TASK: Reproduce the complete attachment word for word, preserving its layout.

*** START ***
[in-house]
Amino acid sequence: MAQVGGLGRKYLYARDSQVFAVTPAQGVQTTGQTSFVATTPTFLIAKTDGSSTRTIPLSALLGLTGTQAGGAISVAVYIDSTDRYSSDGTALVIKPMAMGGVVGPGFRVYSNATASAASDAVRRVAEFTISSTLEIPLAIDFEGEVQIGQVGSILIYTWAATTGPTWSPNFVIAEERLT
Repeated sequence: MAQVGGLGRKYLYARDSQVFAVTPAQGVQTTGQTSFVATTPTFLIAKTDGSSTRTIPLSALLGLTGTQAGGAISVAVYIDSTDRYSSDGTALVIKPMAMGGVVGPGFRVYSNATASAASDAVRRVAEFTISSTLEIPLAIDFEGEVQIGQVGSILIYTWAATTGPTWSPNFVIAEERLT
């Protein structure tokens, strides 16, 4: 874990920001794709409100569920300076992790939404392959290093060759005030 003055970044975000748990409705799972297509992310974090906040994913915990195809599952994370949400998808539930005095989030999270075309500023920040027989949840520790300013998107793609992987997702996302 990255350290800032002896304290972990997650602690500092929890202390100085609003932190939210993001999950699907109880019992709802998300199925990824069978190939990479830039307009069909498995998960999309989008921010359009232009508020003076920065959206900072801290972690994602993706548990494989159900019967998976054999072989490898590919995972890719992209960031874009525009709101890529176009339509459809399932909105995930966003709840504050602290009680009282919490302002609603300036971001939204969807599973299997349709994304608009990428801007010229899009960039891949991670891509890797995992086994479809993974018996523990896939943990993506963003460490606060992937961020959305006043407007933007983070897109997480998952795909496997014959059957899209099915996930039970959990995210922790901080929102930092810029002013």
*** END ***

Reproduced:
[in-house]
Amino acid sequence: MAQVGGLGRKYLYARDSQVFAVTPAQGVQTTGQTSFVATTPTFLIAKTDGSSTRTIPLSALLGLTGTQAGGAISVAVYIDSTDRYSSDGTALVIKPMAMGGVVGPGFRVYSNATASAASDAVRRVAEFTISSTLEIPLAIDFEGEVQIGQVGSILIYTWAATTGPTWSPNFVIAEERLT
Repeated sequence: MAQVGGLGRKYLYARDSQVFAVTPAQGVQTTGQTSFVATTPTFLIAKTDGSSTRTIPLSALLGLTGTQAGGAISVAVYIDSTDRYSSDGTALVIKPMAMGGVVGPGFRVYSNATASAASDAVRRVAEFTISSTLEIPLAIDFEGEVQIGQVGSILIYTWAATTGPTWSPNFVIAEERLT
């Protein structure tokens, strides 16, 4: 874990920001794709409100569920300076992790939404392959290093060759005030 003055970044975000748990409705799972297509992310974090906040994913915990195809599952994370949400998808539930005095989030999270075309500023920040027989949840520790300013998107793609992987997702996302 990255350290800032002896304290972990997650602690500092929890202390100085609003932190939210993001999950699907109880019992709802998300199925990824069978190939990479830039307009069909498995998960999309989008921010359009232009508020003076920065959206900072801290972690994602993706548990494989159900019967998976054999072989490898590919995972890719992209960031874009525009709101890529176009339509459809399932909105995930966003709840504050602290009680009282919490302002609603300036971001939204969807599973299997349709994304608009990428801007010229899009960039891949991670891509890797995992086994479809993974018996523990896939943990993506963003460490606060992937961020959305006043407007933007983070897109997480998952795909496997014959059957899209099915996930039970959990995210922790901080929102930092810029002013």